Holey Doughnut!

Hot and sweet: who doesn’t love the melt-in-your-mouth goodness of a classic Krispy Kreme doughnut? In this political season, one thing all campaign headquarters of every party will have in common: the ubiquitous box(es) of Krispy Kreme product.

What fuels the phone bank, encourages the corner sign-holders, keeps up the courage of the canvassers plodding the streets with address lists, puts something in the hands of the campaign bigwigs as they huddle in the back office? Krispy Kreme tops that ballot. Hot, sugary, squishy: there is just something about a Krispy Kreme Original Glazed that gets your mouth’s attention.

In the birthplace of the beignet, the humble doughnut has always found a market. There are national brands (Dunkin’ Donuts, for one) and local competitors, including District, Blue Dot, City, Bakers Dozen and Buttermilk Drop. One company, dating from the 1960s and still with a handful of locations in the area, is Tastee Donuts, begun by Gil Copeland, brother of Al Copeland (father of Popeye’s Chicken.)

Krispy Kreme seems to be a latecomer: 50 years ago, you couldn’t even buy one in town. According to a September 5, 1963, article in the Times-Picayune, Krispy-Kreme Doughnut Company of Winston-Salem, North Carolina, first registered in Louisiana as a foreign corporation in late August, 1963. By November, 1974, Pap’s Food Store at 1900 Mirabeau Ave. was advertising Krispy Kreme Do Nuts “received and dated fresh daily.” By 1979, local Winn-Dixie’s boasted “Krispy Kreme Glazed Do-Nuts” on the shelves.

Grocery sales weren’t enough to satisfy eager consumers, but Krispy Kreme did not put stores on the ground in the New Orleans area until the year 2000. The first location opened on December 1 at Clearview Parkway and West Metairie Avenue, and it’s still there.

“A national emblem of indulgence is coming home,” the Times-Picayune story began.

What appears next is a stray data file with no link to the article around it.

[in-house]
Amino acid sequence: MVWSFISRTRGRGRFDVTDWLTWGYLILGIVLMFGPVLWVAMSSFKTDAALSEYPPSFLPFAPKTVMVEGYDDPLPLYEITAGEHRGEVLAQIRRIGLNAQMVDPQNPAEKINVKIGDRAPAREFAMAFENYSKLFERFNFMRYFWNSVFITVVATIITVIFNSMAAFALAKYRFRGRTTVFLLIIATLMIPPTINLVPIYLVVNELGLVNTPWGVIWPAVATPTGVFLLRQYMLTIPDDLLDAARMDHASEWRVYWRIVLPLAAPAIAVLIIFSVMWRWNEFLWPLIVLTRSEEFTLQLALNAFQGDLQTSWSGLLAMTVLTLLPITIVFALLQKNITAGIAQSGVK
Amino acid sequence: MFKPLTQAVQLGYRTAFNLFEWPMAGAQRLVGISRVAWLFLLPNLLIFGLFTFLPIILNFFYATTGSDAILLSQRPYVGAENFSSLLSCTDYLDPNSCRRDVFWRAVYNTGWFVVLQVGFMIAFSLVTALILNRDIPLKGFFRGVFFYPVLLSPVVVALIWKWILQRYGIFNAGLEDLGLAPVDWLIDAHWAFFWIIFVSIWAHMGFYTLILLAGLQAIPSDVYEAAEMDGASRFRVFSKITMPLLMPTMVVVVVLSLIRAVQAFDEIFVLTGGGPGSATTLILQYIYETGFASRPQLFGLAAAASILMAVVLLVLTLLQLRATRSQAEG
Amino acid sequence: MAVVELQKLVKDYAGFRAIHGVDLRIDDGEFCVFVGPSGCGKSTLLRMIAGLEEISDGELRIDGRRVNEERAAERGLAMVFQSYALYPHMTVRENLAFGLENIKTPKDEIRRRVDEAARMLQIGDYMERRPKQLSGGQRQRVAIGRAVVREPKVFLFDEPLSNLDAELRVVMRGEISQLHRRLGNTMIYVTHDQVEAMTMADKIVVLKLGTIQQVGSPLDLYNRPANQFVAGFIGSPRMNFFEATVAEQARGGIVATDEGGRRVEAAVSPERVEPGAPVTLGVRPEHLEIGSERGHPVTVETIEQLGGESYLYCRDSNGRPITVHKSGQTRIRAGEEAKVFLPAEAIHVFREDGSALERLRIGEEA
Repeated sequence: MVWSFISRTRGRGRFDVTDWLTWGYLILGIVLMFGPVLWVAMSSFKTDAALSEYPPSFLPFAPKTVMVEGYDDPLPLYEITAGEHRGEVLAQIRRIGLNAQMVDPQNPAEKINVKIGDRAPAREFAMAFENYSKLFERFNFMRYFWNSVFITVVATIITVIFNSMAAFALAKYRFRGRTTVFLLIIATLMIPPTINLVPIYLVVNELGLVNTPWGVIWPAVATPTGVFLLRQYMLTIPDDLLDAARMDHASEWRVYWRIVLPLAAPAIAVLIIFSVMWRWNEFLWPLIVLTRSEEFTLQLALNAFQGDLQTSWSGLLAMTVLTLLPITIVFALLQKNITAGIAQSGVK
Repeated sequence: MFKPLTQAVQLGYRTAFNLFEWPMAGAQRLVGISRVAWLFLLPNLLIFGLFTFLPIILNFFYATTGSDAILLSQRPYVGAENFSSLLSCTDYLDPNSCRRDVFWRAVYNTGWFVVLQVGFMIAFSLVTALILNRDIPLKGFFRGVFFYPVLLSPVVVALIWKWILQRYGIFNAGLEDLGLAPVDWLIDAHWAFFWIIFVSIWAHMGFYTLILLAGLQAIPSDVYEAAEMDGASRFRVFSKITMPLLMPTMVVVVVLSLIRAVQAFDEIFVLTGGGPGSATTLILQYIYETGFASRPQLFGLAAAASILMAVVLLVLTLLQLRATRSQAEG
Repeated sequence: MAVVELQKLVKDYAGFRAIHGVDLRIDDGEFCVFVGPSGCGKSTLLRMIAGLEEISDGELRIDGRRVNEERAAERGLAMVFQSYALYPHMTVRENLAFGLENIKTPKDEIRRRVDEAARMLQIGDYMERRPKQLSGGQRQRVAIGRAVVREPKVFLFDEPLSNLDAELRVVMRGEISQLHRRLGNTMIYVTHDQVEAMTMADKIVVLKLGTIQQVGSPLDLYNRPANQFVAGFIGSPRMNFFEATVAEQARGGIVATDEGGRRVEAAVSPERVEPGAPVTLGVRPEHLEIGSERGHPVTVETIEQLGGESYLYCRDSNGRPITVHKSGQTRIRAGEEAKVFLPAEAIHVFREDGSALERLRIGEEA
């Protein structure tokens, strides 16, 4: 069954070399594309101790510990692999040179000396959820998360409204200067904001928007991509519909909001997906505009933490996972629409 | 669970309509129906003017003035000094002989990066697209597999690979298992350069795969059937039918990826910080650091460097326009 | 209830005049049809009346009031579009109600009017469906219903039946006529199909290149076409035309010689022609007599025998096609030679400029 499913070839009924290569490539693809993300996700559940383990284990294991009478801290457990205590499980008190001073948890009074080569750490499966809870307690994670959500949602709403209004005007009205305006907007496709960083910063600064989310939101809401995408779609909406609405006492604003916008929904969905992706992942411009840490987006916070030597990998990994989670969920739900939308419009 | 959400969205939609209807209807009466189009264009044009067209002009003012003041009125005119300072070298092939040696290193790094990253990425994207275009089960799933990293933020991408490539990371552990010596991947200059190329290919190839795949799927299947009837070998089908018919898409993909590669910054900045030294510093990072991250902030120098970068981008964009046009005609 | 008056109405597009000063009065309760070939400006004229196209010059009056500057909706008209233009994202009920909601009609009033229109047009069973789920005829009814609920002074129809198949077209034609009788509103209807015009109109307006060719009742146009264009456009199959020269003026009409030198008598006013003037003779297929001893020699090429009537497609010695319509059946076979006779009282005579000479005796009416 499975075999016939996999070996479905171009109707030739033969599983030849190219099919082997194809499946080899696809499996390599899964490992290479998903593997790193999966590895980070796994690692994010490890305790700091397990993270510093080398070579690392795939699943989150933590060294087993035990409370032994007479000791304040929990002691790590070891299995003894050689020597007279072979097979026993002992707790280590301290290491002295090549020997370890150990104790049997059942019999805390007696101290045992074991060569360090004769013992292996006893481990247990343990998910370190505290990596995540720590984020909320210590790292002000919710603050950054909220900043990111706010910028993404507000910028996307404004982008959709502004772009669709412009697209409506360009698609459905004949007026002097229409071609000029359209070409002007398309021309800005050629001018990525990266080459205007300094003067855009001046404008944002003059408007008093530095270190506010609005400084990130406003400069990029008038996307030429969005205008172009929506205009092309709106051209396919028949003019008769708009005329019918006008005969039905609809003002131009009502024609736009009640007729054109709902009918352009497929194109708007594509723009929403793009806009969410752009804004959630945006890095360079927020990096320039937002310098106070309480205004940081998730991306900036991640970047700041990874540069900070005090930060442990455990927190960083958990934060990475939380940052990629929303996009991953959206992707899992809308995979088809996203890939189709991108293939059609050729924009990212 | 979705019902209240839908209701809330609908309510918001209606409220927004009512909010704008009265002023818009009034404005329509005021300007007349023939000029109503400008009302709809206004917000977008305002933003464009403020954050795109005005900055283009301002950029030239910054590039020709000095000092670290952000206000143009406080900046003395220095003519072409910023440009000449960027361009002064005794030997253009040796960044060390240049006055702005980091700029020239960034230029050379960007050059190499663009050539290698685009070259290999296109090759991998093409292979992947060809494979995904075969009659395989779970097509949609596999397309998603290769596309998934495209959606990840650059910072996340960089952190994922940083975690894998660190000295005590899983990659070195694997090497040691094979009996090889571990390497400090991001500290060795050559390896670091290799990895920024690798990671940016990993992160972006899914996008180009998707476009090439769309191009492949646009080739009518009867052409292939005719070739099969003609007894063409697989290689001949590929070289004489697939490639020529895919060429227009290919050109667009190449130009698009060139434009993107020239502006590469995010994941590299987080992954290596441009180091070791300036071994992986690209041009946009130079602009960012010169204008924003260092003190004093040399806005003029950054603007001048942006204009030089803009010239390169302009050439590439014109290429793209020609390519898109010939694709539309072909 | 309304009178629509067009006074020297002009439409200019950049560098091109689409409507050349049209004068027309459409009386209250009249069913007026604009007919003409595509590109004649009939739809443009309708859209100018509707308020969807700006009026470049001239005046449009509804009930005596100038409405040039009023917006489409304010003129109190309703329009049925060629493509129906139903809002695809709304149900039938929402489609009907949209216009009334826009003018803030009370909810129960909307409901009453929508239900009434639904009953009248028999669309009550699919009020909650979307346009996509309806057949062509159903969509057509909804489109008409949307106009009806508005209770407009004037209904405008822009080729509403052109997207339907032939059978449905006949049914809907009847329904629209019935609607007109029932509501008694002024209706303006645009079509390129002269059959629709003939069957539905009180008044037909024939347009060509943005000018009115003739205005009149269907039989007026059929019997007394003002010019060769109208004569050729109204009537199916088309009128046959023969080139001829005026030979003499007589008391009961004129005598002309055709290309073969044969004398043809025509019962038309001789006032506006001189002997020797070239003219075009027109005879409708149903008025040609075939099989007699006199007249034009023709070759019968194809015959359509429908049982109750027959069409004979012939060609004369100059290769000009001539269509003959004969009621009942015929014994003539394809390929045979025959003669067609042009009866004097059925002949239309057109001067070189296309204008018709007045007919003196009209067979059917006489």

Coming home? Well, Krispy Kreme has always acknowledged that the original inventor of its recipe was…a New Orleanian!

The Nashville Tennessean newspaper, in a 1974 obituary for Krispy Kreme founding family member Lewis Rudolph, recounted that Rudolph grew up on the family farm near Paducah, Kentucky. In the early 1930s, the father of the family, Plumie Rudolph, ran a general store in Paducah. Plumie’s brother-in-law Ishmael Armstrong, and his son Vernon Rudolph began making and selling yeast-raised doughnuts for the store  “following a recipe from a New Orleans chef.”

Lewis Rudolph, Vernon’s younger brother, dropped out of high school to help make doughnuts. Armstrong left the company, the doughnut business expanded, and by 1937 the brand was named Krispy Kreme. It then expanded to Atlanta and Nashville, and established in Winston-Salem, North Carolina in 1937.

In various versions of the story, the “New Orleans chef” sold his unsuccessful store in Paducah to the Rudolph brothers and added the doughnut recipe as lagniappe. The chef’s name was supposedly Joseph LeBeau.

In another version of the story, told in 2003 to The Duke Chronicle college newspaper reporter/student Ruth Carlitz, there was no Joseph LeBeau in Paducah, but there was a chef from New Orleans named Joseph LeBoeuf cooking on a boat on the Ohio River. Carver Rudolph, son of Krispy Kreme founder Vernon, related that Krispy Kreme was researching its origins in 1997 and a local historian discovered Leboeuf, but by then, he had died.

Carver Rudolph also related what the fabled recipe included: “fluffed egg whites, mashed potatoes, sugar, shortening and skim milk … chilled and mixed with flour and then fried and covered in glaze.”

Krispy Kreme made with potatoes? Well, who knows? That’s a corporate secret.

As for LeBoeuf, no Joseph appeared in city directories from 1900 to 1930, but there was a Frank LeBoeuf in the 1920s and 30s who had a restaurant, once located on Front Street near the river. Perhaps the doughnut maker was a relative.

If so, he created a winner. Krispy Kreme grew from a regional chain to an international presence. After being sold to Beatrice Foods, and then being bought back by franchisees, Krispy Kreme was sold in 2016 to German investment firm JAB Beech for $1.36 billion.

Now that leaves a sweet taste!


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